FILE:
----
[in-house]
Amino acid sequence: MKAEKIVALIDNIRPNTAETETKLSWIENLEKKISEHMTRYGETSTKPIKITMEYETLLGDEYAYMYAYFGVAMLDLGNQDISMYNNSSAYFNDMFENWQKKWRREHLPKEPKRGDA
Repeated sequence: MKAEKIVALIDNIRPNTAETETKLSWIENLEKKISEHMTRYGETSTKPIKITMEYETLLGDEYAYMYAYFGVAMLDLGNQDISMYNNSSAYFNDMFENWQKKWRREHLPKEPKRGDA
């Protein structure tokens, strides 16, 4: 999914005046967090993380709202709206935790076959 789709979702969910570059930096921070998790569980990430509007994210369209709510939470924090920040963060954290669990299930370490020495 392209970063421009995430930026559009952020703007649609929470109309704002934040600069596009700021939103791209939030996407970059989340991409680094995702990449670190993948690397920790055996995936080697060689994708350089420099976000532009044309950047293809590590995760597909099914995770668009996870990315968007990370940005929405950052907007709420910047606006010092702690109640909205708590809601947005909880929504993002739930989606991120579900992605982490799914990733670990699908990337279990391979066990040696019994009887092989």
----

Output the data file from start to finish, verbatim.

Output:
[in-house]
Amino acid sequence: MKAEKIVALIDNIRPNTAETETKLSWIENLEKKISEHMTRYGETSTKPIKITMEYETLLGDEYAYMYAYFGVAMLDLGNQDISMYNNSSAYFNDMFENWQKKWRREHLPKEPKRGDA
Repeated sequence: MKAEKIVALIDNIRPNTAETETKLSWIENLEKKISEHMTRYGETSTKPIKITMEYETLLGDEYAYMYAYFGVAMLDLGNQDISMYNNSSAYFNDMFENWQKKWRREHLPKEPKRGDA
């Protein structure tokens, strides 16, 4: 999914005046967090993380709202709206935790076959 789709979702969910570059930096921070998790569980990430509007994210369209709510939470924090920040963060954290669990299930370490020495 392209970063421009995430930026559009952020703007649609929470109309704002934040600069596009700021939103791209939030996407970059989340991409680094995702990449670190993948690397920790055996995936080697060689994708350089420099976000532009044309950047293809590590995760597909099914995770668009996870990315968007990370940005929405950052907007709420910047606006010092702690109640909205708590809601947005909880929504993002739930989606991120579900992605982490799914990733670990699908990337279990391979066990040696019994009887092989």